Dake agrees there is a need for good, specific Adirondack Park jobs data to inform land-use policy there.

“If I had a way of finding this information, I would get it,” he said. “I would have to know, first of all, is the data there?”

It becomes especially difficult to calculate business growth and decline in towns that straddle the Adirondack Park boundary, where land use applies differently to one part of town than another, he said.


Park assessment authors say decline in school enrollment does, however, bring into question Adirondack conservation goals.

Chestertown Town Supervisor Fred Monroe, who was on the Regional Assessment Steering Committee, said the numbers serve as a benchmark that can be monitored over time.

“I don’t think you can take any forested area and lock up half the land resource and not think you’re going to impact the economy.

“Back when the Adirondack Park Agency Act was created, Gov. Nelson Rockefeller talked about balance. Then, the park was 60 percent private land holdings and 40 percent state land. Now it’s just about reversed. If it was sensibly balanced then, what is it now?

“We are saying, let’s get some facts out there that are credible. We believe these are the facts. It’s better to have a debate about the facts rather than trying to debate what the facts are,” Monroe said.


The balance sits in some form of sustainability, Bauer said.

“However you approach planning, balance is a different thing in Keene than it is in Lake George. The key is to maintain the natural resource base in the park that will keep it as a wild landscape, because we don’t have many wild landscapes in this country.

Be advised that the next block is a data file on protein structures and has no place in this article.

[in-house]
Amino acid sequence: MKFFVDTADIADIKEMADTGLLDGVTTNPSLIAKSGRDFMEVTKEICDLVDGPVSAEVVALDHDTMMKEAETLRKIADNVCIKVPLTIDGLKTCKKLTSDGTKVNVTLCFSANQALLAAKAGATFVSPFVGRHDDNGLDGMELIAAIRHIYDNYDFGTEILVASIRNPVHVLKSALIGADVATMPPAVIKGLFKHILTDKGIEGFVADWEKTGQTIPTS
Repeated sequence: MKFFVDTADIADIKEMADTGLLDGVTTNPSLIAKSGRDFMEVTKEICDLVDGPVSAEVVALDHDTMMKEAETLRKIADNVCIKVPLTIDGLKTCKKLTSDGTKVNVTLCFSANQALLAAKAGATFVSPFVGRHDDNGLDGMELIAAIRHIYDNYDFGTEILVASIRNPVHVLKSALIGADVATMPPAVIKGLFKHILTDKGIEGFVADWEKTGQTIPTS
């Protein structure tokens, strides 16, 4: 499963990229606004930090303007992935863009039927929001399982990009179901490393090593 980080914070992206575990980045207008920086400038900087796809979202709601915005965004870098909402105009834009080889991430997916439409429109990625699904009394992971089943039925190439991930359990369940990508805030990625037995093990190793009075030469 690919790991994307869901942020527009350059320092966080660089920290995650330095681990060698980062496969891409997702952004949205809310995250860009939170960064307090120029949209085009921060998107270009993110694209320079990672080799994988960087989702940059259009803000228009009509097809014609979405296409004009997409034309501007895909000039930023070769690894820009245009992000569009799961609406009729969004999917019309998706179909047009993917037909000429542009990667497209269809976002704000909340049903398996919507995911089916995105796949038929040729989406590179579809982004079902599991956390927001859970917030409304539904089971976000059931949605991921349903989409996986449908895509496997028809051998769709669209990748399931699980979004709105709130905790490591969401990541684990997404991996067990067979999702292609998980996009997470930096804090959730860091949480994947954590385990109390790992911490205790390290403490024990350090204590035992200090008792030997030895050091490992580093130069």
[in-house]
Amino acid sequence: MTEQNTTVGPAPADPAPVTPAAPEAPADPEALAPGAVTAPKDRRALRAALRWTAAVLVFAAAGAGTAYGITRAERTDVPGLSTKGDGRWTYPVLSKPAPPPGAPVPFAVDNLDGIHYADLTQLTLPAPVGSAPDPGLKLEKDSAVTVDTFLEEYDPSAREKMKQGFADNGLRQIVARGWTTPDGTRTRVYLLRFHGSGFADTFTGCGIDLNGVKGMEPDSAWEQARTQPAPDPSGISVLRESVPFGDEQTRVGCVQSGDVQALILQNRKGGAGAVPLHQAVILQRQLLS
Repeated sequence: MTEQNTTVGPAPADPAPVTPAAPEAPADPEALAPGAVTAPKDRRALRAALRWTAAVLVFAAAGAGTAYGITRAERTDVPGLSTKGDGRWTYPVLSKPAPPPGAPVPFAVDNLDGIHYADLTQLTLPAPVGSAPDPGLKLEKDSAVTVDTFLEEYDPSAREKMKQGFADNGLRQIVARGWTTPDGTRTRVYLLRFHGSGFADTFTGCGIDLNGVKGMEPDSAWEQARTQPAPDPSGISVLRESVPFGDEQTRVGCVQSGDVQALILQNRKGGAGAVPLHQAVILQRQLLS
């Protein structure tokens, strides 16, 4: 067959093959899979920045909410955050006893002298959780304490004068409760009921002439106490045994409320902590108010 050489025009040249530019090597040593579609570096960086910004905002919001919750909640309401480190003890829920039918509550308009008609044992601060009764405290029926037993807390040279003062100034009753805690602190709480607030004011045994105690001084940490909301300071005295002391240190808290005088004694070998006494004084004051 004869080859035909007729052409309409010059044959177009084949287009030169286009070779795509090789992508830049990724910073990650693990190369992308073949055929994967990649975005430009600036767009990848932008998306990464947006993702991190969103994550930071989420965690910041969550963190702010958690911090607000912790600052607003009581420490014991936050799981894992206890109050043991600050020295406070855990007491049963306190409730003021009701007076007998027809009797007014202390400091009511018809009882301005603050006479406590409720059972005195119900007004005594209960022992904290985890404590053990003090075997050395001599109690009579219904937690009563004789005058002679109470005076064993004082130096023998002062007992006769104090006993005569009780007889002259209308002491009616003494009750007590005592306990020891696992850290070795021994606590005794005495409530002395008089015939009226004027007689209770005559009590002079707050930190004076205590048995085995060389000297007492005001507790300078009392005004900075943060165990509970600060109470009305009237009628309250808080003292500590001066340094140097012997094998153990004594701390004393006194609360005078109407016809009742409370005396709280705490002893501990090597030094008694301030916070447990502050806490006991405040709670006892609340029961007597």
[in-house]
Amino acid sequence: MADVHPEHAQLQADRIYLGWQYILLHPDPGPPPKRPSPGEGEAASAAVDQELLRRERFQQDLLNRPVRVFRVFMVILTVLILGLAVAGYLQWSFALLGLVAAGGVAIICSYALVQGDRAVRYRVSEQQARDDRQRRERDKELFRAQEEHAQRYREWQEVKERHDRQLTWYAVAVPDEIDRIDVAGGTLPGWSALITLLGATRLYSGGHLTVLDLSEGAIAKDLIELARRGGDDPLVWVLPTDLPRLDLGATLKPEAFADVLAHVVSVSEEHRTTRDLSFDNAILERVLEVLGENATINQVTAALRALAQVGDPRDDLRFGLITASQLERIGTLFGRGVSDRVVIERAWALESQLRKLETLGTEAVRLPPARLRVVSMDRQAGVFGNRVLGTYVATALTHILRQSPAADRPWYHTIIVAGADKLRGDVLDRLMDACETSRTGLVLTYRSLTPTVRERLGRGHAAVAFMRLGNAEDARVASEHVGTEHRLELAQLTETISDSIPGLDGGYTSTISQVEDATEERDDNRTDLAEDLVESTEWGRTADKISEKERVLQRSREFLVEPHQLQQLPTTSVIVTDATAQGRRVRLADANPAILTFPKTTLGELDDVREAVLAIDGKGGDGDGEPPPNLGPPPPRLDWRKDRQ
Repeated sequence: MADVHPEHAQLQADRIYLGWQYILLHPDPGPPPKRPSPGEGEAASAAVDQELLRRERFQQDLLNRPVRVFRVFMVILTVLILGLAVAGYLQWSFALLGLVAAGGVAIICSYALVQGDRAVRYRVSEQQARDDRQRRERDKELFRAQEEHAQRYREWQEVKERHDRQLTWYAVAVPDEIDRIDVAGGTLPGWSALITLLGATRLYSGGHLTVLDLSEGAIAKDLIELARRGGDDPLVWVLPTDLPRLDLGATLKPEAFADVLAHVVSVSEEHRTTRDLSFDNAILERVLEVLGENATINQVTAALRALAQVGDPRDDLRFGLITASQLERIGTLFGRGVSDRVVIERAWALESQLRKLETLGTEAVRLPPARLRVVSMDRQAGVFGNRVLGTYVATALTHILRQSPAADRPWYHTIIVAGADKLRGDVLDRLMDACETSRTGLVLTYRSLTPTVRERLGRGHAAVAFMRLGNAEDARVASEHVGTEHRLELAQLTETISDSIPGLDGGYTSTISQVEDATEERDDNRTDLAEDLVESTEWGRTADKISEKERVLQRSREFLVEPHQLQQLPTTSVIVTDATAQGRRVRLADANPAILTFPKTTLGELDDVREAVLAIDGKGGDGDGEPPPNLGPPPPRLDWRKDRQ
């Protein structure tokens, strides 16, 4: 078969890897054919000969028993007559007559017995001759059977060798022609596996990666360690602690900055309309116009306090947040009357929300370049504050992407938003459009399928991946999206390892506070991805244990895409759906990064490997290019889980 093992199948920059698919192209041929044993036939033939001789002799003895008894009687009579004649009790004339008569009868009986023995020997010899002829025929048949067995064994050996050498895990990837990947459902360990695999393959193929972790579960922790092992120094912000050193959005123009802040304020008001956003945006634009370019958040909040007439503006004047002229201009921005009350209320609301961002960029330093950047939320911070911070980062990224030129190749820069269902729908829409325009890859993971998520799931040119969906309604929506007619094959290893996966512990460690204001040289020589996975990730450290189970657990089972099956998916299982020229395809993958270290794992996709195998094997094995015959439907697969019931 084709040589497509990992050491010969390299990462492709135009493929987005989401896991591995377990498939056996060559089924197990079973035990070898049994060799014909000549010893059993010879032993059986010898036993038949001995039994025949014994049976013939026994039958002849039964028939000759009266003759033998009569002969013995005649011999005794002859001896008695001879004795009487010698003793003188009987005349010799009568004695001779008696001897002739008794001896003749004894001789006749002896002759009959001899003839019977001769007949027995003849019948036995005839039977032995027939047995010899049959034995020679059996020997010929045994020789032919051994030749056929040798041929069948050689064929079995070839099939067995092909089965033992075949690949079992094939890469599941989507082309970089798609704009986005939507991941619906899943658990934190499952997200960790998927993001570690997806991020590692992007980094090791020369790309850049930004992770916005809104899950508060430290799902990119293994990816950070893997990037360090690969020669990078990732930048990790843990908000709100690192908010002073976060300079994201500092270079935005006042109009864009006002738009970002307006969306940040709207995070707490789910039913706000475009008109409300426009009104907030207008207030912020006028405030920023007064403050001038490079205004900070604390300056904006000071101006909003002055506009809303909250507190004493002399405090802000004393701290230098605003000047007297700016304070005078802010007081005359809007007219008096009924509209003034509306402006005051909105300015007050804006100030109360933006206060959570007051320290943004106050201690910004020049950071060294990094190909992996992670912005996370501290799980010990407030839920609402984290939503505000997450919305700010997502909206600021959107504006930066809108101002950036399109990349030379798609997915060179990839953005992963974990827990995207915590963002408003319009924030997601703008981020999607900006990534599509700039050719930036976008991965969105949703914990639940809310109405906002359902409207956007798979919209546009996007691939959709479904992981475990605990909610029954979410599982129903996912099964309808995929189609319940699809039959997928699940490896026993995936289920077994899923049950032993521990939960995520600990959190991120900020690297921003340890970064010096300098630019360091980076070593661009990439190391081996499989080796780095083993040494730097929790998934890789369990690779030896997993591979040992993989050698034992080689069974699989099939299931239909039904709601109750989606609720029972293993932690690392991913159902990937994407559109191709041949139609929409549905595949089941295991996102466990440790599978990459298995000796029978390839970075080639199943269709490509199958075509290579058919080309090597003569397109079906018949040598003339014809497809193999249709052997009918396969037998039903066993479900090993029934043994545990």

“We could have more year-round residents. We could have more buildings in the park. We could have more preserved land in the park,” Bauer said.

“But it is diversify the population or shrink. We need to diversify, or we’re going to shrink.”

Protect the Adirondacks intends to publish a report on Adirondack Park growth this fall.


Monroe said millions of dollars in recent investments through the North Country Regional Economic Development Council may change the dynamic.

Priority projects look to improve critical tourism infrastructure, such as lodging and restaurants, and to improve technology and education resources.

“I don’t think we have seen the results of that yet,” Monroe said. “Hopefully if we do this assessment again in five years, it will show some improvement.”

Email Kim Smith


The Adirondack Park Regional Assessment is online at:

The numbers have been crunched in several ways.

The Adirondack Park Agency has extensive Geographic Information System data mapping correlated to census figures. APA data shows a decrease in Adirondack Park population of 1.3 percent between 2000 and 2010, while New York's population increased 2.1 percent.

APA maps also compare the data in the park to U.S. population growth by county.

But there are no "jobs" data sets blended into APA numbers.

Some county industrial development agencies have raw numbers, though not separated into individual towns that would impact specific school districts.

Essex County IDA reports that, through 2011, the largest income-generating industry was materials processing, with 3,100 jobs generating $167.1 million in wages. Tourism, with 7,800 jobs, generated $163.4 million in total wages.